With the Giro done and dusted, full focus turns to the Tour de France. First is the Criterium du Dauphine (June 2-9) - the Tour's traditional final warm-up race. Wiggins is the reigning champion but almost certainly won't defend his crown given that the Giro ends only seven days earlier. In his absence, the likes of Chris Froome, Cadel Evans and Andy Schleck will all be looking to claim victory and show that they are the man to beat at the Tour.
The Tour de Suisse (June 8-16) keeps the pot boiling, with Portugal's Rui Costa being the defending champion, before it is time for the Grand Depart of the 100th Tour de France (June 29-July 21) in Corsica.
After three days in Corsica, the Tour hops over the Mediterranean and back into France - and 2013's race has all the makings of a classic. Not only has an epic route containing a summit finish on Mont Ventoux and two ascents of Alpe d'Huez in a single day been laid out, but all of the best Grand Tour racers in the world are expected to be on the start line. Contador and Schleck both return after missing last year's race; Froome moves into a leadership role at Team Sky after finishing runner-up in 2012; Evans has his eyes on a repeat of his 2011 victory; Vincenzo Nibali has moved to Astana in a bid to improve his chances of victory; and even Rodriguez has thrown his hat into the ring after two Grand Tour podium finishes in 2012. And that isn't even mentioning Wiggins, who has hinted he may yet want to vie for back-to-back victories.
Just as intriguing as the battle for the yellow jersey will be the fight for the green. Cavendish will once again be surrounded by a team dedicated to helping him secure stage wins having joined Omega Pharma - Quick-Step, but will no doubt face stiff competition from Sagan, Andre Greipel and Marcel Kittel.
Road cycling takes a bit of a breather after the Tour, but then bursts back into life for the final Grand Tour of the year, the Vuelta a Espana (August 24-September 15). The 2012 edition produced one of the finest three-week races in recent times as Contador emerged victorious after a pulsating battle with Rodriguez and a third Spaniard, Alejandro Valverde, over a mountainous yet compelling route.
With most Grand Tour contenders putting all their emphasis on the Tour, the door could be left open for a surprise package to make their mark in Spain. Canada's Hesjedal might see it as the ideal opportunity to add to his 2012 Giro triumph, while the United States' Tejay van Garderen could fancy himself for victory after proving his Grand Tour credentials with a fifth-place finish at the 2012 Tour.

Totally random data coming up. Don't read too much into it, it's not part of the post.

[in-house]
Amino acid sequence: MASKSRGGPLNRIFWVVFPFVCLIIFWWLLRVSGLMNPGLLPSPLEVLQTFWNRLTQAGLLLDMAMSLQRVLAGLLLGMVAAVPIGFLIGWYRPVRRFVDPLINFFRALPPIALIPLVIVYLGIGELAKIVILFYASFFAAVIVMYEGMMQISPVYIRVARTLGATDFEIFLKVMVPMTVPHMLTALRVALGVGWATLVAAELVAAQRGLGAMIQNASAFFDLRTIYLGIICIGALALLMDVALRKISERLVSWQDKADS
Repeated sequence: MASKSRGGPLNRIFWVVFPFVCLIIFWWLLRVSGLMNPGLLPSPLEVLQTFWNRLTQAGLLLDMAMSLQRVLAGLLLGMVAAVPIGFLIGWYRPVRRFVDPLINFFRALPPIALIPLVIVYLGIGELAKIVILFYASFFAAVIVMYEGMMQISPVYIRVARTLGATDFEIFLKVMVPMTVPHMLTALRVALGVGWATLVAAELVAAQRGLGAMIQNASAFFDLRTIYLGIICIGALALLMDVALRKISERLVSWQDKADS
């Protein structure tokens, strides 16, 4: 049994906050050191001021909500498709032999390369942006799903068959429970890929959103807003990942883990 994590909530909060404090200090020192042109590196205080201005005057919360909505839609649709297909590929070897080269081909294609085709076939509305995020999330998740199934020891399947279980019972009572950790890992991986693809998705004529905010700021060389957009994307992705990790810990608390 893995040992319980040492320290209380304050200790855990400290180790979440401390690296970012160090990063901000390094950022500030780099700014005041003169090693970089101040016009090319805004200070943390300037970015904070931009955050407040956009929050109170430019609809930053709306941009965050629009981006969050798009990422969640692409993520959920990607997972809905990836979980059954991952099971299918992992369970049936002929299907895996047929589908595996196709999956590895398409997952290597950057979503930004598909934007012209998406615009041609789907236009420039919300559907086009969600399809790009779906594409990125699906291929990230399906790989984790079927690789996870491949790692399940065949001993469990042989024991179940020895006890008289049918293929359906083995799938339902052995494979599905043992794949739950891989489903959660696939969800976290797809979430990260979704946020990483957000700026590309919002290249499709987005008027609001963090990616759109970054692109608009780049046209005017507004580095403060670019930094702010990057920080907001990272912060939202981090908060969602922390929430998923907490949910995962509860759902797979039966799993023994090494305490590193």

The Vuelta continues to dominate the agenda for the first half of the month, but then home focus turns to the Tour of Britain (September 15-22). Jonathan Tiernan-Locke was the surprise winner of the 2012 edition but, having moved to Team Sky in the aftermath of that victory, it remains to be seen whether he will be back to defend his title. Even if he isn't, the race will no doubt be once again greeted with huge support from British crowds.
The spotlight will then move to Florence, Italy, for the UCI Road World Championships (September 21-29). Philippe Gilbert and Marianne Vos are the reigning senior men's and women's road race champions, while British teenager Lucy Garner will look for a third consecutive crown after back-to-back junior road race titles in 2011 and 2012. The men's route is regarded as the one of the hardest in a generation at the worlds, so should make for a riveting race.
The European campaign draws to a conclusion with the final monument of the year, the Giro di Lombardia (October 6), and then Paris-Tours (October 13). Joaquim Rodriguez won last year's Il Lombardia courtesy of a devastating lone attack on the way into Lecco, while Marco Marcato is the defending Paris-Tours champion.
The peloton then heads to China for the season-ending Tour of Beijing (October 16-20), where Germany's Tony Martin will be looking to make it three victories in a row.